So then it should be no surprise that after a couple of years of racing success, the company then decided it would look at producing the FGT racing car as a full fledged, road-legal sports car. This eventually lead to Ascari renaming the “FGT” the “Ecosse” and replacing the Chevrolet and Ford V8 engines for a series of BMW V8 power plants with tuning development from Hartge. Earlier Ecosse models had a 4.4 litre 8-cylinder with around 300bhp, while later models benefited from a slightly larger 4.7 lire V8 with around 400bhp; the latter of the two was running naught-to-sixty in 4.1 seconds and boasting a top speed somewhere in the region of “200” mph.
And if technology is what you were looking for, then the fact that the Ecosse production vehicle boasted an aluminium space frame chassis under its all fibre glass body should have made most any sports car techies very happy.
Yet despite all of this promise, only seventeen examples were known to exist; eight of the original seventeen are now said to have been destroyed through racing or as a result of crashes by their private owners.
This transitional period was the time frame in which the Dutch-born Klaas Zwart decided the he’d take up the Herculean task of actually purchasing the company. He did this, although not without some difficulty, and from thereon, Mr. Zwart’s mission was clear: build something not only completely new to the company’s image, but ultimately, something truly great. And after some testing with a concept called the “KZ1” in early 2003, the company released its first production supercar some time in 2005.
The first and most notable aspect of the KZ1 is unquestionably the way it looks. While some feel it’s too introverted and even lacking in character, I couldn’t disagree more. The really interesting thing about the KZ1’s design is how cleanly executed it is, in fact. From it’s swooping headlamps (which are in fact borrowed from that of a garden-variety Peugeot) to it’s compact rear-end with it’s quad circular tail lamps and low-set spoiler, it looks more at home in the Porsche factory than at the Ferrari factory; definitely more Carrera GT than Enzo if you catch my drift. I think it’s just wondrous – not only compact and clean, but beautiful in all aspects of its design elements.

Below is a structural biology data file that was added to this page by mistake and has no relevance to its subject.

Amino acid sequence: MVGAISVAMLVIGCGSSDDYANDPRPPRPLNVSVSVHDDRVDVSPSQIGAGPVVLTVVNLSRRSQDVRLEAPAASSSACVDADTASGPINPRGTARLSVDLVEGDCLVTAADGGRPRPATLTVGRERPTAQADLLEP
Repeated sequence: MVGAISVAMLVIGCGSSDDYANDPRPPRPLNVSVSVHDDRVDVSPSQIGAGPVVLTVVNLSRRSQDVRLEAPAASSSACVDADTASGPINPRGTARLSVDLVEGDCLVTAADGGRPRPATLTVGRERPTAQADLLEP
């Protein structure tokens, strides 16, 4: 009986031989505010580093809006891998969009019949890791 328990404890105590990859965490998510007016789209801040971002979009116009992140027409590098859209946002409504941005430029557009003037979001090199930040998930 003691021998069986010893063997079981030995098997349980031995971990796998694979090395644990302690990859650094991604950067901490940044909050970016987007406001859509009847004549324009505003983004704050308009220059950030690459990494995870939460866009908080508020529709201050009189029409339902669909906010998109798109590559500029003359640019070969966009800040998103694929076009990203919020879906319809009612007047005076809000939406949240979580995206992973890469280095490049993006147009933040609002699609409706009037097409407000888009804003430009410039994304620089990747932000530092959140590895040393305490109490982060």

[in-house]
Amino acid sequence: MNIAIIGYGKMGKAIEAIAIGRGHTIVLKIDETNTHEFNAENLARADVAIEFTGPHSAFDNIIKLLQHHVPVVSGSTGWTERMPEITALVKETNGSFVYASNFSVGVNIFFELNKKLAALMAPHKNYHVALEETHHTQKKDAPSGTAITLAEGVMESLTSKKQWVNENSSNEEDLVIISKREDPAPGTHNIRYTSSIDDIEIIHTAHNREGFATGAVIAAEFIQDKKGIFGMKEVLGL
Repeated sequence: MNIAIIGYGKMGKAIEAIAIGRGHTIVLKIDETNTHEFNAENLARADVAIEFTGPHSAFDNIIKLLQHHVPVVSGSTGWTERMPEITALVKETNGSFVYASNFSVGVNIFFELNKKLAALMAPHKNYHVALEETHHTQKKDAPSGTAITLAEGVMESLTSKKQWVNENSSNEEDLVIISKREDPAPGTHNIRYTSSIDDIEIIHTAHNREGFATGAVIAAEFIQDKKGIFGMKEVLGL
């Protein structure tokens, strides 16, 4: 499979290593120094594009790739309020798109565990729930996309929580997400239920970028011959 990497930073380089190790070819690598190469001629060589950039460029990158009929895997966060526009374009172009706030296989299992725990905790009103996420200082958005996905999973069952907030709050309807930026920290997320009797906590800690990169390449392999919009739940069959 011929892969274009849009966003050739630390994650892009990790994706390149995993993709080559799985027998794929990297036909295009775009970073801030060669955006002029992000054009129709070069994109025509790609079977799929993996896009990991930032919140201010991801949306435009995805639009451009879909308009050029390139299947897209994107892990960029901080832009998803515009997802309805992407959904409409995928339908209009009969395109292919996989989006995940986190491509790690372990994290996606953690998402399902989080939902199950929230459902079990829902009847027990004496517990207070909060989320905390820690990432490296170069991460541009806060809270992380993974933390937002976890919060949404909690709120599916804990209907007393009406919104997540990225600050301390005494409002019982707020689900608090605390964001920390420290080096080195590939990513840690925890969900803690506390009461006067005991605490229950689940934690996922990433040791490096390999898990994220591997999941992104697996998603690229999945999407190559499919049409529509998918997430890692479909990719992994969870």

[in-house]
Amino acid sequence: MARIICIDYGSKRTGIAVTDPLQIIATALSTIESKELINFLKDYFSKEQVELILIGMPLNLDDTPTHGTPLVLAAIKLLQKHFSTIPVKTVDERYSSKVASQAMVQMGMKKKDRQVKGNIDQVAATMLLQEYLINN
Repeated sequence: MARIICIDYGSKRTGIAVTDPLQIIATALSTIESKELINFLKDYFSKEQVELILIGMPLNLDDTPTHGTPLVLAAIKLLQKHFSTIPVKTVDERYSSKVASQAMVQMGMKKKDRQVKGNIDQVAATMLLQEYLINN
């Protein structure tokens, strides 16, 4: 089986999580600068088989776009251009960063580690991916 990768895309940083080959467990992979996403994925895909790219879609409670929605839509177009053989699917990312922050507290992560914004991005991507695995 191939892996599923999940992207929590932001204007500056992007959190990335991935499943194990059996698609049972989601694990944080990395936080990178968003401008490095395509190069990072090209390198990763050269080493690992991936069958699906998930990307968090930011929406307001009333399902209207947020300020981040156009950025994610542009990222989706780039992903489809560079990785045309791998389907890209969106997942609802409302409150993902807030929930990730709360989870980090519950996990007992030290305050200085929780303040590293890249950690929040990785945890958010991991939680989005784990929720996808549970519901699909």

And there’s little doubt that its interior follows the same overall design theme as it’s exterior. Rather than being all flashy and flamboyant, the interior of the KZ1 is all about keeping things luxurious and simple, while undoubtedly showing a high degree of sporting intent. And unlike the vast amount of specialty sports car manufacturers – from Britain and elsewhere – the KZ1’s interior is not an awful parts bin with shabby quality and an ugly-duckling design. It’s clear that once into the interior, engineers and designers aimed at keeping it high-class in nearly all respects, while retaining a special degree of bespoke individuality. Sure, there are few notable and noticeable borrowed parts – such as the Audi TT air vents, the Vauxhall VX220 starter button and the Mercedes-Benz SL55 AMG tacho/speedo – but thankfully, it all looks integrated, and just as thankfully, none of which look cheap. Suffice to say, achieving such a high-quality interior with multiple bespoke parts is not an easy target. It certainly doesn’t help to keep the production costs down either, but for Mr. Zwaart, such expense was not an issue. He knew from the start that should he take this company under his belt, there would be no cutting corners.